Another finite-state formalism supported by cdec is compound splitting, in which case the model output takes the form of a lattice (encoded as a hypergraph produced by the translate method). Conversion to the Graphviz dot format (Ellson et al. 2003) allows a compact visualization of the output space. Then we can use any of the several Python interfaces to Graphviz to directly render the lattice as shown below:

hg = decoder.translate('tonbandaufnahme')
hg.prune(beam_alpha=9.0, csplit_preserve_full_word=True)
Compound splitting lattice

Finally, we introduce a more complex visualization which makes use of the direct access to the hypergraph (Fig. 3). For the same sentence as our first example, we represent the synchronous parse chart as a table, with each cell containing all the possible non-terminals for the corresponding span. Then we color the background of the cell according to the following value:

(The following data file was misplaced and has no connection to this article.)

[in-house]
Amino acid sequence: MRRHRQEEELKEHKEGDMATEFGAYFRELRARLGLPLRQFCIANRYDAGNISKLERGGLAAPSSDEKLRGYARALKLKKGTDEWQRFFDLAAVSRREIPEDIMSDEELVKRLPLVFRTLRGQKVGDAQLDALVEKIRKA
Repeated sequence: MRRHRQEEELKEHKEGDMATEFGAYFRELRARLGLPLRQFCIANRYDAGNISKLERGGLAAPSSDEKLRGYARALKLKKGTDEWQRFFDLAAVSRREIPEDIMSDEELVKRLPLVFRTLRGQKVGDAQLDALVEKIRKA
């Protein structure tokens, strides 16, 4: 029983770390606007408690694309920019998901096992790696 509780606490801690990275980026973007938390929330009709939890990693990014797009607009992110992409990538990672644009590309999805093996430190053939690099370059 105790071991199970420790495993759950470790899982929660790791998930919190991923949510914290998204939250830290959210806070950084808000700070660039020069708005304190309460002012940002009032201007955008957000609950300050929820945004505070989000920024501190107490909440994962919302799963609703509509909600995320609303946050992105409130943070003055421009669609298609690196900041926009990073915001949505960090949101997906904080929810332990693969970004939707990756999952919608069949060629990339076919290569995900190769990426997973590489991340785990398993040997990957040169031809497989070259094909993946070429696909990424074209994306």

\[\log \sum_{node \in nodes} \max_{edge \rightarrow node} p(edge)\]

This gives an indication of how much uncertainty is present at each level of the parse. We believe that this is an efficient method to compactly visualize the enormous output space produced by the decoder: the hypergraph contains \(244,232\) edges and \(77\) nodes encoding a total of \(3.8 \times 10^{28}\) paths!

X/S X/S X/S X/S X/S X/S X/S X/S X/S S/Goal
Figure 2. Chart for the synchronous parse of a Chinese sentence

We conclude by noting that, as opposed to specialized visualization tools (e.g., Weese and Callison-Burch 2010), pycdec allows the programmer to use any algorithm and output format to explore the various decoder data structures. We suggest in particular the use of the IPython notebook (Pérez and Granger 2007) to produce HTML or SVG graphics directly in a web browser, as we did for Fig. 3.

A Web Translation Interface

A web translation interface
Figure 3. Architecture of the web translation service